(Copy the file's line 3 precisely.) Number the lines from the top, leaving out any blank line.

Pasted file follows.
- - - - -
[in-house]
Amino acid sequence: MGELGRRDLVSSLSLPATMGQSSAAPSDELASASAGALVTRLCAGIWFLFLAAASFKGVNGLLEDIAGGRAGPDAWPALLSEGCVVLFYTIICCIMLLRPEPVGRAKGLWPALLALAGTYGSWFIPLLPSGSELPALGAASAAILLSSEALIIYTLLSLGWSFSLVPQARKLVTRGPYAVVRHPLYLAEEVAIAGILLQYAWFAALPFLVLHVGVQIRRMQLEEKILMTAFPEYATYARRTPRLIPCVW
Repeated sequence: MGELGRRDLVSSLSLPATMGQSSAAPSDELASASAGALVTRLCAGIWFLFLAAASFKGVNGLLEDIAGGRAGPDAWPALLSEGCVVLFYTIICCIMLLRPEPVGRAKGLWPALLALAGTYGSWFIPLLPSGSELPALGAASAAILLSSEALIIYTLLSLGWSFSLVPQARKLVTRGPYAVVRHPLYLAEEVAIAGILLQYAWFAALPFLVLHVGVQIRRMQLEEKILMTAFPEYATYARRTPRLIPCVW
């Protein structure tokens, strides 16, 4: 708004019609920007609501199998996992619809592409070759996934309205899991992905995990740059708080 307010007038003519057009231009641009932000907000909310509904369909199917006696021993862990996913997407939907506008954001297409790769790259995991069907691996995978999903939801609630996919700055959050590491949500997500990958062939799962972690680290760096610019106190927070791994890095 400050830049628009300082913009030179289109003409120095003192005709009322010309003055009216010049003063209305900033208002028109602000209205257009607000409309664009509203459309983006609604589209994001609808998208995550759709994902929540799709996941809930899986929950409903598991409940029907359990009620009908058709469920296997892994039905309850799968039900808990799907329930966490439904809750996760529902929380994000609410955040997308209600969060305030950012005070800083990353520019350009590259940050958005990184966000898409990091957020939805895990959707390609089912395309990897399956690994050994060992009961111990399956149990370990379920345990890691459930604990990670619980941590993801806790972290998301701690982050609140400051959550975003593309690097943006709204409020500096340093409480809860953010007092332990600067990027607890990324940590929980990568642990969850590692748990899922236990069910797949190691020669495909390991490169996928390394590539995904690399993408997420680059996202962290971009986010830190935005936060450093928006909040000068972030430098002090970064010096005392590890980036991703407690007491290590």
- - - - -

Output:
Repeated sequence: MGELGRRDLVSSLSLPATMGQSSAAPSDELASASAGALVTRLCAGIWFLFLAAASFKGVNGLLEDIAGGRAGPDAWPALLSEGCVVLFYTIICCIMLLRPEPVGRAKGLWPALLALAGTYGSWFIPLLPSGSELPALGAASAAILLSSEALIIYTLLSLGWSFSLVPQARKLVTRGPYAVVRHPLYLAEEVAIAGILLQYAWFAALPFLVLHVGVQIRRMQLEEKILMTAFPEYATYARRTPRLIPCVW